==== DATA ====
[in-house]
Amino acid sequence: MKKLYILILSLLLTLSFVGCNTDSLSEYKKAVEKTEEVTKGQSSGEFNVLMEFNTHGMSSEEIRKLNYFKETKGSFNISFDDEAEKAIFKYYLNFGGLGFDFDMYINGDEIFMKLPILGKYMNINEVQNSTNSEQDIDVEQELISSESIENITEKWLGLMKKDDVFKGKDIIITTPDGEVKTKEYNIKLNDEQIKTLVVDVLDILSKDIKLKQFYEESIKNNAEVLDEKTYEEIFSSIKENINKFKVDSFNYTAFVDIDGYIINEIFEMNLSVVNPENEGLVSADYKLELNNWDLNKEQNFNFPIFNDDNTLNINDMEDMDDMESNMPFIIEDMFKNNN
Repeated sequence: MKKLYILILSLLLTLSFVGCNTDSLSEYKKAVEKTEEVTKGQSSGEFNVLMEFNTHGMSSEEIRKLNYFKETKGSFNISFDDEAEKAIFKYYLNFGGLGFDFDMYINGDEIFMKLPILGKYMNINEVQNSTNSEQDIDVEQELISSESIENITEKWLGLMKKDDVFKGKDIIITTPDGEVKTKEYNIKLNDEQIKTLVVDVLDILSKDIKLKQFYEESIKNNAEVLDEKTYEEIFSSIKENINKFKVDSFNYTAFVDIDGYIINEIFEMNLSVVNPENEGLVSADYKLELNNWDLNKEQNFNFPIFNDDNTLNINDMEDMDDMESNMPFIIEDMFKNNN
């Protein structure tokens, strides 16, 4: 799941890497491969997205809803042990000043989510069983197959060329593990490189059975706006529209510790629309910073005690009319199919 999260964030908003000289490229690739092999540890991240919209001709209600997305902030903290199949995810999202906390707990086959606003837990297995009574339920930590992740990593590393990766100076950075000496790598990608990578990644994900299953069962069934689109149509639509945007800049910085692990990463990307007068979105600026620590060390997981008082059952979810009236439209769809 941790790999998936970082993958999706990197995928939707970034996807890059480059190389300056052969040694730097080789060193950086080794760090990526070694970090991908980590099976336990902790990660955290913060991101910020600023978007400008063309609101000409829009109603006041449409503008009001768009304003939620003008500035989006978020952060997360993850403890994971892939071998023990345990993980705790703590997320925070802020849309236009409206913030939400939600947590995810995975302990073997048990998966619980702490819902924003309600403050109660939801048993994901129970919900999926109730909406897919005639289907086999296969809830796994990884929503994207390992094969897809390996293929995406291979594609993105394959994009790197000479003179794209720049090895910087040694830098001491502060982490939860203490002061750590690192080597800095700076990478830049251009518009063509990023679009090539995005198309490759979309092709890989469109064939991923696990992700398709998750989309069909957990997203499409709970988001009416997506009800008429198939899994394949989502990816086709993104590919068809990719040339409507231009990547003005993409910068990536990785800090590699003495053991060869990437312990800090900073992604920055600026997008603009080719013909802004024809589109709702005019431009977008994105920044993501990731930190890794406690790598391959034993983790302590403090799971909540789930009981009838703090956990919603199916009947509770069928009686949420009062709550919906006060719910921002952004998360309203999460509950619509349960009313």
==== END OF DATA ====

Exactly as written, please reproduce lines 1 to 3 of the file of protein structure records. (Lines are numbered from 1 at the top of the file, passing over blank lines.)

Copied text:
[in-house]
Amino acid sequence: MKKLYILILSLLLTLSFVGCNTDSLSEYKKAVEKTEEVTKGQSSGEFNVLMEFNTHGMSSEEIRKLNYFKETKGSFNISFDDEAEKAIFKYYLNFGGLGFDFDMYINGDEIFMKLPILGKYMNINEVQNSTNSEQDIDVEQELISSESIENITEKWLGLMKKDDVFKGKDIIITTPDGEVKTKEYNIKLNDEQIKTLVVDVLDILSKDIKLKQFYEESIKNNAEVLDEKTYEEIFSSIKENINKFKVDSFNYTAFVDIDGYIINEIFEMNLSVVNPENEGLVSADYKLELNNWDLNKEQNFNFPIFNDDNTLNINDMEDMDDMESNMPFIIEDMFKNNN
Repeated sequence: MKKLYILILSLLLTLSFVGCNTDSLSEYKKAVEKTEEVTKGQSSGEFNVLMEFNTHGMSSEEIRKLNYFKETKGSFNISFDDEAEKAIFKYYLNFGGLGFDFDMYINGDEIFMKLPILGKYMNINEVQNSTNSEQDIDVEQELISSESIENITEKWLGLMKKDDVFKGKDIIITTPDGEVKTKEYNIKLNDEQIKTLVVDVLDILSKDIKLKQFYEESIKNNAEVLDEKTYEEIFSSIKENINKFKVDSFNYTAFVDIDGYIINEIFEMNLSVVNPENEGLVSADYKLELNNWDLNKEQNFNFPIFNDDNTLNINDMEDMDDMESNMPFIIEDMFKNNN